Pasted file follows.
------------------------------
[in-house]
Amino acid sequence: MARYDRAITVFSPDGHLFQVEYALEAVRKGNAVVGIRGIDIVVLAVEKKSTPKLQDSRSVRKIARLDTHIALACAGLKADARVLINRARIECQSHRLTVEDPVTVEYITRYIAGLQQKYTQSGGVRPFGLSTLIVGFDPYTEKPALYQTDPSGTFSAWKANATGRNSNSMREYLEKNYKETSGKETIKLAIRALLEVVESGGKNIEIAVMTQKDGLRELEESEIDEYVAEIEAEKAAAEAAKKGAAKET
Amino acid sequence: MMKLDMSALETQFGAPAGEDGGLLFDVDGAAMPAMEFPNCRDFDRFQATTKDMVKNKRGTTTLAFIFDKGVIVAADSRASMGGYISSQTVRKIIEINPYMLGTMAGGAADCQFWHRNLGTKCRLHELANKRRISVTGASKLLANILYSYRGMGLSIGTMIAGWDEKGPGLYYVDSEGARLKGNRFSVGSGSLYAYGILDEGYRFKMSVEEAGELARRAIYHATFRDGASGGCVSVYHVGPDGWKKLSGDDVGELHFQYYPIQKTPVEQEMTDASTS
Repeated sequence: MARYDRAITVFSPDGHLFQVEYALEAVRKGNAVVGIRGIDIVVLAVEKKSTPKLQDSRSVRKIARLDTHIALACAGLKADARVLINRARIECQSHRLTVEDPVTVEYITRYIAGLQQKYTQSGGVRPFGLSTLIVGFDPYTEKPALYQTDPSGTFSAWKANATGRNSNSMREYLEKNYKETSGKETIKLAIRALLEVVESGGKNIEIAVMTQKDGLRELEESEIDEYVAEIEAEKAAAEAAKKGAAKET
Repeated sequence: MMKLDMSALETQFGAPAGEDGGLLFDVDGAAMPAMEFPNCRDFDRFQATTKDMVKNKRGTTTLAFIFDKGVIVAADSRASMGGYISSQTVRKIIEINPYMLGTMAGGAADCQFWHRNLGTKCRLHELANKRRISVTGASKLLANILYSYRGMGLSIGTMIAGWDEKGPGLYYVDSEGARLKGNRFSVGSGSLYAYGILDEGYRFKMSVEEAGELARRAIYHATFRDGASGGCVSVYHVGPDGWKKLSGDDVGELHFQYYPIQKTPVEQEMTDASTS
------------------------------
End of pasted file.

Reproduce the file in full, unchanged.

[in-house]
Amino acid sequence: MARYDRAITVFSPDGHLFQVEYALEAVRKGNAVVGIRGIDIVVLAVEKKSTPKLQDSRSVRKIARLDTHIALACAGLKADARVLINRARIECQSHRLTVEDPVTVEYITRYIAGLQQKYTQSGGVRPFGLSTLIVGFDPYTEKPALYQTDPSGTFSAWKANATGRNSNSMREYLEKNYKETSGKETIKLAIRALLEVVESGGKNIEIAVMTQKDGLRELEESEIDEYVAEIEAEKAAAEAAKKGAAKET
Amino acid sequence: MMKLDMSALETQFGAPAGEDGGLLFDVDGAAMPAMEFPNCRDFDRFQATTKDMVKNKRGTTTLAFIFDKGVIVAADSRASMGGYISSQTVRKIIEINPYMLGTMAGGAADCQFWHRNLGTKCRLHELANKRRISVTGASKLLANILYSYRGMGLSIGTMIAGWDEKGPGLYYVDSEGARLKGNRFSVGSGSLYAYGILDEGYRFKMSVEEAGELARRAIYHATFRDGASGGCVSVYHVGPDGWKKLSGDDVGELHFQYYPIQKTPVEQEMTDASTS
Repeated sequence: MARYDRAITVFSPDGHLFQVEYALEAVRKGNAVVGIRGIDIVVLAVEKKSTPKLQDSRSVRKIARLDTHIALACAGLKADARVLINRARIECQSHRLTVEDPVTVEYITRYIAGLQQKYTQSGGVRPFGLSTLIVGFDPYTEKPALYQTDPSGTFSAWKANATGRNSNSMREYLEKNYKETSGKETIKLAIRALLEVVESGGKNIEIAVMTQKDGLRELEESEIDEYVAEIEAEKAAAEAAKKGAAKET
Repeated sequence: MMKLDMSALETQFGAPAGEDGGLLFDVDGAAMPAMEFPNCRDFDRFQATTKDMVKNKRGTTTLAFIFDKGVIVAADSRASMGGYISSQTVRKIIEINPYMLGTMAGGAADCQFWHRNLGTKCRLHELANKRRISVTGASKLLANILYSYRGMGLSIGTMIAGWDEKGPGLYYVDSEGARLKGNRFSVGSGSLYAYGILDEGYRFKMSVEEAGELARRAIYHATFRDGASGGCVSVYHVGPDGWKKLSGDDVGELHFQYYPIQKTPVEQEMTDASTS